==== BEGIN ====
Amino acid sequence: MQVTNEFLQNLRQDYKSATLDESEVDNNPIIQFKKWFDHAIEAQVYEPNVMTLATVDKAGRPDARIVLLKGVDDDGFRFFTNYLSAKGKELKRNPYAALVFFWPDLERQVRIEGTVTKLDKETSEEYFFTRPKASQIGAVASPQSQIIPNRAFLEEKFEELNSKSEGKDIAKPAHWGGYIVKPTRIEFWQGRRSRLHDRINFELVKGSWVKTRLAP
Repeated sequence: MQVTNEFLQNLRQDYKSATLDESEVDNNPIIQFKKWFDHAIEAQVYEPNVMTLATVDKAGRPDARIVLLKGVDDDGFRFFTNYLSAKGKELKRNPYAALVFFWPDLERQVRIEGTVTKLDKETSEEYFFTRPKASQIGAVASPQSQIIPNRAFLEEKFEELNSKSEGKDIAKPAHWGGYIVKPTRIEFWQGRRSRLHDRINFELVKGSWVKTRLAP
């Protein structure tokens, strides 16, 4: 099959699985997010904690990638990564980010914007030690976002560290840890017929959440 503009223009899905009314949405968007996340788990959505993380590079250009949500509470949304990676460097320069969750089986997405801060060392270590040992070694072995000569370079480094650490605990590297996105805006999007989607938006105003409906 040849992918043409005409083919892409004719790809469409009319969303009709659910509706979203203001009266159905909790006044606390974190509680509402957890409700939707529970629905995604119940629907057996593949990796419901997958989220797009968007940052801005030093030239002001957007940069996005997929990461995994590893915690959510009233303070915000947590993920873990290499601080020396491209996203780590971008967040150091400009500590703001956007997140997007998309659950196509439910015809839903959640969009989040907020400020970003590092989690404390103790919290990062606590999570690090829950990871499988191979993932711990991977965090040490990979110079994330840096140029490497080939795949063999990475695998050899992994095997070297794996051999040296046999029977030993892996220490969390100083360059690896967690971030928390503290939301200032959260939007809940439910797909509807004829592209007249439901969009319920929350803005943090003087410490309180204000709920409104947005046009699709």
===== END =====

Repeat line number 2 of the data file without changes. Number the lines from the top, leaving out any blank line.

Repeated sequence: MQVTNEFLQNLRQDYKSATLDESEVDNNPIIQFKKWFDHAIEAQVYEPNVMTLATVDKAGRPDARIVLLKGVDDDGFRFFTNYLSAKGKELKRNPYAALVFFWPDLERQVRIEGTVTKLDKETSEEYFFTRPKASQIGAVASPQSQIIPNRAFLEEKFEELNSKSEGKDIAKPAHWGGYIVKPTRIEFWQGRRSRLHDRINFELVKGSWVKTRLAP